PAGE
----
In life, you’re never supposed to be more than 2m away from a spider. In London you’re always within 3m of a rat. And, at the moment, it also feels as if you’re never more than 6m away from a man’s tartan shirt. Durable, comfortable, flattering and functional, they’re everywhere. On cool kids and dads, men who wear them to work and men who wear them to work a look. Girls are at it, too, wearing them outsized and cinched with a belt over leggings.
“It’s a cloth of duality,” says Jonathan Faiers, senior lecturer in cultural studies at London’s Central St Martins art and fashion college and author of Tartan: Textiles that Changed the World. “Its history is in the establishment — in clansmanship, the aristocracy and military forces, but because it’s become the uniform of rugged masculinity it’s also revisited in an ironic way — by subcultures such as grunge, punk and gay clones.”
Tartan’s current ubiquity is a reaction to the over-groomed metrosexual, and the dandified look of skinny suit jackets and tailored shirts that dominated menswear in the last decade. It’s a look widely adopted by New York hipsters in recent years, and the rise of indie and nu-folk music also fanned the tartan flame. From Fleet Foxes’ nerd chic to the rock aesthetic of Kings of Leon, every cool band wears checks at sound check.
Unsurprisingly, many of the second-hand shirts worn in the UK hail from the US. “Check and plaid is worn by a huge percentage of that population at the moment,” says Angie Ibrahim, area manager of vintage store Rokit, “hence the increased level of shirts we stock.” Pendleton and Harris Tweed are now the labels to search for by men who care about quality and history. Though if you like designer you can look at the spring/summer collections by Givenchy and Tom Ford, both of which feature tartan shirts.
But their true home right now is the high street.
UK high street store Topman reports tartan shirt sales are up 49 percent from last year and up 540 percent from two years ago. Currently the store sells the equivalent of four every minute. “They are the simplest way of injecting a stab of color and pattern to any wardrobe with the minimum of ‘fashion’ thought,” explains
Topman design director Gordon Richardson. “And when a guy is happy with an item he sticks with it. Men are more likely to buy an updated version of something they feel comfortable with rather than experiment.”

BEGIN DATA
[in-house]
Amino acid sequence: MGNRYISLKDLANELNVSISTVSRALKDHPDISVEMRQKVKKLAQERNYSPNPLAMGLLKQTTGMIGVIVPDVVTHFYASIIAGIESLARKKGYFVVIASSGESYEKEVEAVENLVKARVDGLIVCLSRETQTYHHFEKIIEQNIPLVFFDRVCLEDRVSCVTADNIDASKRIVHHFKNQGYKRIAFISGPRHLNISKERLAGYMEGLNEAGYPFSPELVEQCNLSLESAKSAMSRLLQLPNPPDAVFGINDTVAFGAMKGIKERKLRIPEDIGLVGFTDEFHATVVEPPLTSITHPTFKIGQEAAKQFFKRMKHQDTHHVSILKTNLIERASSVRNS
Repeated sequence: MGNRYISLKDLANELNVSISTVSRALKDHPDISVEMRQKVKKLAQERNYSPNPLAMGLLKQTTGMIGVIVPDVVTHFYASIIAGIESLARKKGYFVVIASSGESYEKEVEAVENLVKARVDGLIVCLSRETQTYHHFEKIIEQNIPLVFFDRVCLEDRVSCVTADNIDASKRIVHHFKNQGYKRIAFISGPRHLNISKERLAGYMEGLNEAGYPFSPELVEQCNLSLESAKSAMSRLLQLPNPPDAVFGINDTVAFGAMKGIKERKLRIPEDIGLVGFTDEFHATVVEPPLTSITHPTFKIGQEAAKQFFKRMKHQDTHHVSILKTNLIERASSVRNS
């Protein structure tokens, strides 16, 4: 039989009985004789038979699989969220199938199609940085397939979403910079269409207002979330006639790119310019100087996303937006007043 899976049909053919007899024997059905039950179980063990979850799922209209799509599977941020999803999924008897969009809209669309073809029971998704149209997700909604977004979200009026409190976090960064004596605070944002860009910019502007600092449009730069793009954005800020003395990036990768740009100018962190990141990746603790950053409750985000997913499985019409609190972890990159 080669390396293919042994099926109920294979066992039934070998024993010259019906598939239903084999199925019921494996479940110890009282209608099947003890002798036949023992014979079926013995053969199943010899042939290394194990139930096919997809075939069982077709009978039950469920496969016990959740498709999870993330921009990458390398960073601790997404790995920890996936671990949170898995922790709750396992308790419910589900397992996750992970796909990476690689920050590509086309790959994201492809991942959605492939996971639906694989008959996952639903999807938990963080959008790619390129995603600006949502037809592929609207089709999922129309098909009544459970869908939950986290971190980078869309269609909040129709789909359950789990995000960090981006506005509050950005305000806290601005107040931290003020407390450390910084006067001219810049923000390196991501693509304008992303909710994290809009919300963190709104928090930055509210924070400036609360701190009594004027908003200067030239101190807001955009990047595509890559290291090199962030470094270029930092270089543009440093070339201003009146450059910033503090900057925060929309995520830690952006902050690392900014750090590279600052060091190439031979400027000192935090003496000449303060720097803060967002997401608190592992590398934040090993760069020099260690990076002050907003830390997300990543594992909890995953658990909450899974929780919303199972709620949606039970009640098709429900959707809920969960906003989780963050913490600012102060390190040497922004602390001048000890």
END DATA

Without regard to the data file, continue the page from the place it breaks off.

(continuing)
The male love of tartan seems universal. “Men who don’t wear patterns or color wear tartan,” says Jeffrey Banks, co-author of Tartan: Romancing the Plaid and executive board member of the Council of Fashion Designers of America. “And that’s international. The Japanese are crazy about it, all architects have a plaid shirt, and every chic Milanese doctor has a tartan scarf.”
Faiers thinks that plaid’s unique dual history in establishment and anti-establishment means it still represents more than a style trend. “You could argue that in a recession climate, tartan signals a back-to-basics feel. You can put a sociological spin on it, and there aren’t many fabrics you can do that with.”
Banks also explored the psychology of plaid for his book, which was partly inspired by a surge in the number of New Yorkers wearing tartan in the months following 9/11 (reported at the time in the New York Times). “We wanted to explore the historical, psychological and emotional views of tartan; we spoke to psychiatrists, theologians, everyone.” So with all that wealth of knowledge, does it ever annoy him that so many tartan lovers today have little idea of the cloth’s history? “Not at all. You just have to let them enjoy it. People love tartan because it’s beautiful.”
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